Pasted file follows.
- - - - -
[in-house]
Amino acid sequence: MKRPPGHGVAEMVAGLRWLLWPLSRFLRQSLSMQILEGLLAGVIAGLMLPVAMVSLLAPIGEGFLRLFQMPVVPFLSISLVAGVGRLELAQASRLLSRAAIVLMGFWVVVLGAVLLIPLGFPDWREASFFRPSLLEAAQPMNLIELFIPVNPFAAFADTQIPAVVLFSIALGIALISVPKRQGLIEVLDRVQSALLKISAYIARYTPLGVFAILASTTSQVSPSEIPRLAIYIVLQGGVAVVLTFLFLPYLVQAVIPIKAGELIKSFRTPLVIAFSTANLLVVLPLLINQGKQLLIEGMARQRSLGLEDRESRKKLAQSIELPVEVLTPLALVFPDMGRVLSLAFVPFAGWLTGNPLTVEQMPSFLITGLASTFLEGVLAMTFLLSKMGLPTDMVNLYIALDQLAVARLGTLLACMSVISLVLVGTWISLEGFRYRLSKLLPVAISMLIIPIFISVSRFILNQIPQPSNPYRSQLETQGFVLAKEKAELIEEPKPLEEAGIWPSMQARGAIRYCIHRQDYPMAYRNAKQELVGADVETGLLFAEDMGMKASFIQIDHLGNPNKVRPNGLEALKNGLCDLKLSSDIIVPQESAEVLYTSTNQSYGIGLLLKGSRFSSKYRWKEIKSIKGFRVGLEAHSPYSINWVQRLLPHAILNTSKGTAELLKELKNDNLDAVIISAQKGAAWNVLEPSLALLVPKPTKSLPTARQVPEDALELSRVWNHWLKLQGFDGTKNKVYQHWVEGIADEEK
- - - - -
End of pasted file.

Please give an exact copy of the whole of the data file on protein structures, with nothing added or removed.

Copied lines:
[in-house]
Amino acid sequence: MKRPPGHGVAEMVAGLRWLLWPLSRFLRQSLSMQILEGLLAGVIAGLMLPVAMVSLLAPIGEGFLRLFQMPVVPFLSISLVAGVGRLELAQASRLLSRAAIVLMGFWVVVLGAVLLIPLGFPDWREASFFRPSLLEAAQPMNLIELFIPVNPFAAFADTQIPAVVLFSIALGIALISVPKRQGLIEVLDRVQSALLKISAYIARYTPLGVFAILASTTSQVSPSEIPRLAIYIVLQGGVAVVLTFLFLPYLVQAVIPIKAGELIKSFRTPLVIAFSTANLLVVLPLLINQGKQLLIEGMARQRSLGLEDRESRKKLAQSIELPVEVLTPLALVFPDMGRVLSLAFVPFAGWLTGNPLTVEQMPSFLITGLASTFLEGVLAMTFLLSKMGLPTDMVNLYIALDQLAVARLGTLLACMSVISLVLVGTWISLEGFRYRLSKLLPVAISMLIIPIFISVSRFILNQIPQPSNPYRSQLETQGFVLAKEKAELIEEPKPLEEAGIWPSMQARGAIRYCIHRQDYPMAYRNAKQELVGADVETGLLFAEDMGMKASFIQIDHLGNPNKVRPNGLEALKNGLCDLKLSSDIIVPQESAEVLYTSTNQSYGIGLLLKGSRFSSKYRWKEIKSIKGFRVGLEAHSPYSINWVQRLLPHAILNTSKGTAELLKELKNDNLDAVIISAQKGAAWNVLEPSLALLVPKPTKSLPTARQVPEDALELSRVWNHWLKLQGFDGTKNKVYQHWVEGIADEEK